The last thing President Emmanuel Macron needs right now is a merger between two of France’s biggest employers ahead of an election. Given the manifest potential for job losses and reduced competition in essential groceries, it’s convenient that talks to combine hypermarket operators Auchan and Carrefour SA have stalled. But the political context will change, and the deal’s financial and anti-trust obstacles aren’t as big as supposed.
There is an air of desperation about the two
“big-box” retailers even attempting a tie-up in a world where consumers prefer convenience stores or shopping online. Carrefour’s stock has more than halved in value since 2015. Chief Executive Officer Alexandre Bompard has now tried three deals without success since 2018.
Auchan, owned by the low-profile Mulliez family, doesn’t have a share price passing judgment but, like Carrefour, it’s been losing market share, according to data provider Kantar. Leader Leclerc and discounter Lidl remain formidable rivals.
A merger wouldn’t be a panacea. Analysts at Bernstein argue that bashing the behemoths together would create a “structurally challenged Leviathan” and distract from each firm’s existing turnaround plans.
But life together might still be less painful than continued independence for both sides. The duo could cherry-pick their portfolio and optimise their respective in-store offerings, say by rolling out some of Auchan’s non-food concessions more broadly. The goal would have to be to become a European Walmart Inc — the US giant has shown the large format has its place.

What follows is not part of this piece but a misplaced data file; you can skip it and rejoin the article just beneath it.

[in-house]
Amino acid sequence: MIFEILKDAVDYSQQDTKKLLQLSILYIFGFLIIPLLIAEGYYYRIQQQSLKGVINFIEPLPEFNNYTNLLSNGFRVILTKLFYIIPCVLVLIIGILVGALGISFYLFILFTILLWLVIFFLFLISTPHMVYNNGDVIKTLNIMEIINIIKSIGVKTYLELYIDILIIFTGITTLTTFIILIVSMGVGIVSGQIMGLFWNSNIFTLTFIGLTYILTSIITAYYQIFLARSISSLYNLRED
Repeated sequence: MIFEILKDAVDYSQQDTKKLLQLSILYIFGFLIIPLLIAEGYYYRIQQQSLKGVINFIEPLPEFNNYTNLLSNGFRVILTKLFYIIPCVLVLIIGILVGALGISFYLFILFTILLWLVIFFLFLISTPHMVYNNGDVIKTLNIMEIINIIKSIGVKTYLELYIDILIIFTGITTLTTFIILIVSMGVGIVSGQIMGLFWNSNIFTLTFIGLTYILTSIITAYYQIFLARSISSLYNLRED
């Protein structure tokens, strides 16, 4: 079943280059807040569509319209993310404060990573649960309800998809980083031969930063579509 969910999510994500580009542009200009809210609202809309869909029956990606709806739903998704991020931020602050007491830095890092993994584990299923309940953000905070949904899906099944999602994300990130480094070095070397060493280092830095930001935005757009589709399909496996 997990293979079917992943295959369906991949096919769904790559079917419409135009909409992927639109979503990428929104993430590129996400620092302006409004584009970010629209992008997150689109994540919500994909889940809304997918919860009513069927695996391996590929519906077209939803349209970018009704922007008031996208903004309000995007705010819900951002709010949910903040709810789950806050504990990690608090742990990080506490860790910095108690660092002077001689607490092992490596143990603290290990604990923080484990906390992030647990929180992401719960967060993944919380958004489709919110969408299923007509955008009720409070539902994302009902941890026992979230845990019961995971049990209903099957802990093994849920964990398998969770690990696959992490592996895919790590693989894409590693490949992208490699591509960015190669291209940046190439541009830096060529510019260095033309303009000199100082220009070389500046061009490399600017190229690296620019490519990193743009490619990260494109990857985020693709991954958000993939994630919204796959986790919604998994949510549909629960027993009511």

Above all, there would be efficiencies from deploying buying power and cutting duplicate functions. Before talks collapsed, the terms under discussion envisaged Auchan as the acquirer, Bloomberg News reported. Suppose Auchan found savings worth 2% of Carrefour’s 34 billion euros ($39 billion) of domestic sales, plus other piecemeal cuts internationally. That could add 1 billion euros of operating profit annually, worth perhaps 5 to 6 billion euros when taxed and capitalised, depending on one-off costs.